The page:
Not-very-national curriculum relaunched

Michael Gove's revised national curriculum has been unveiled in full – but his focus on fractions for five-year-olds is being overshadowed by concerns about its content, reach and implementation.

The education secretary faces accusations from Labour he has allowed his "personal prejudices" to influence the creation of a curriculum which critics say reads like a throwback to the 1950s.

Pupils will have to learn poetry by heart, study a chronological history of Britain and master their times tables earlier under the altered curriculum.

"These changes will reinforce our drive to raise standards in our schools," Gove said.

"They will ensure that the new national curriculum provides a rigorous basis for teaching, provides a benchmark for all schools to improve their performance, and gives children and parents a better guarantee that every student will acquire the knowledge to succeed in the modern world."

The changes will also see 21st century technologies embraced, with the introduction of 3D printers to schools and computer programming lessons teaching pupils how to design apps.

Climate change is expected to be made an explicit part of the geography curriculum after a row at consultation stage. Evolution will now be taught at primary school.

"It will be a memory test," the Association of Teachers and Lecturers' Mary Bousted told the Today programme.

"That is not what children and young people need for the 21st century when their lives and their work will require skills of knowledge acquisition, understanding and being able to implement the knowledge."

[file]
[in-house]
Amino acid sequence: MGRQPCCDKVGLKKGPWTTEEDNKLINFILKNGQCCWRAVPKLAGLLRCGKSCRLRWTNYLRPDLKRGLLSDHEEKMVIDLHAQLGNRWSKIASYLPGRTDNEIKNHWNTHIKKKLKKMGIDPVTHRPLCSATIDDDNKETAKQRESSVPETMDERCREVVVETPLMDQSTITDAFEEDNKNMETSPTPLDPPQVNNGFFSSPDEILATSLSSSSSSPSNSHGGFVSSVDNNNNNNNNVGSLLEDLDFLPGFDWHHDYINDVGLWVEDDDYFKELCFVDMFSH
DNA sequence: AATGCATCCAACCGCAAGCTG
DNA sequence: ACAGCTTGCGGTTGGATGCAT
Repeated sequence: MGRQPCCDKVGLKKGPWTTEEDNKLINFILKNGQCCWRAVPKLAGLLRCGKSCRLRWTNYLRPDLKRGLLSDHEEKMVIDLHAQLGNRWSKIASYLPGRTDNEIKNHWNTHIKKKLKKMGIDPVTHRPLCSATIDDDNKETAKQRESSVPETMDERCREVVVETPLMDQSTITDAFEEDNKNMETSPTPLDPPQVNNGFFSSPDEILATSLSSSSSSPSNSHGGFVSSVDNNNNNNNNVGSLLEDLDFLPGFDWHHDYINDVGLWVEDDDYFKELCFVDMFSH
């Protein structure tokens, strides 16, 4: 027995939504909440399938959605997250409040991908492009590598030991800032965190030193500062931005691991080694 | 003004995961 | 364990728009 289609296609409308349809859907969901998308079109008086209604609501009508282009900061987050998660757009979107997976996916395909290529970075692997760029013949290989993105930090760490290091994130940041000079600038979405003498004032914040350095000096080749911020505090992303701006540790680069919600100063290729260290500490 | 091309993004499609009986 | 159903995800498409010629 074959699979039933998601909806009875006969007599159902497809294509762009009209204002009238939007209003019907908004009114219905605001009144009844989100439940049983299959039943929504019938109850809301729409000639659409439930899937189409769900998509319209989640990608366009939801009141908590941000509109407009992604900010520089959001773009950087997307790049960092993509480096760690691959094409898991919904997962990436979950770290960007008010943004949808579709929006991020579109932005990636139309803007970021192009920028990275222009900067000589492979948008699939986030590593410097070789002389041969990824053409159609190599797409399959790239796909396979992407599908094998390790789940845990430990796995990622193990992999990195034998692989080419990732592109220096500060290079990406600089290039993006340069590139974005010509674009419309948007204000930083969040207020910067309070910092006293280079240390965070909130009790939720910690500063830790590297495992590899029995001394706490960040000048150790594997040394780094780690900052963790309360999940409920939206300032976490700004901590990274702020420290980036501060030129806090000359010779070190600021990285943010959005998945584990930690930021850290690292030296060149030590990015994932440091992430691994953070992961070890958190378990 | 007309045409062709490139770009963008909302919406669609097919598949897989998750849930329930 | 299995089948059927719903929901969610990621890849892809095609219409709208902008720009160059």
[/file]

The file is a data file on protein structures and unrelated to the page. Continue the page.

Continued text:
Teaching bodies have also voiced fears that the introduction of the curriculum, planned for September 2014, will be rushed and compromised as a result.

"Pupils and teachers in 2014 are going to have to cope with new GCSEs, new A-levels, new vocational qualifications, new ways of tracking pupil progress once levels are abolished, on top of new curriculum content in all subjects," the Association of School and College Leaders' Brian Lightman warned.

"This is a massive change."

Not all of the country's schools will be affected by the changes, leading to suggestions this could be the last national curriculum revision of its kind.

Only English primary and secondary schools are affected. But Gove has watered down its impact further by exempting academies – over half of secondary schools – from having to follow the curriculum.

"Apart from a bit of tinkering here and there, the national framework document published today fails to reflect any of the serious concerns that were raised across all subjects from employers, academics, parents' groups and teachers," the NASUWT teaching union's general secretary Chris Keates said.

"It remains far too narrow, and has none of the breadth and balance that experts were demanding.

"It is one of the clearest examples yet of a secretary of state who is unwilling or unable to listen to the voices of experts and ignore evidence to pursue his ideological campaign."

Gove has proved one of the most divisive of the coalition's Cabinet members. He is viewed as pushing through an ideologically motivated set of reforms which shadow education secretary Stephen Twigg said had resulted in an attempt to "personally rewrite" the curriculum.

"Labour wants to ensure the national curriculum sets clear expectations for the knowledge and skills children and young people should reach by a certain age," he said.

"This curriculum looks like more of the same though. The Tories' divisive approach means curriculum freedom only applies to some schools.

"Labour would ensure a reformed curriculum allows teachers in all schools the freedom to innovate and prepares young people for the challenges of the modern economy."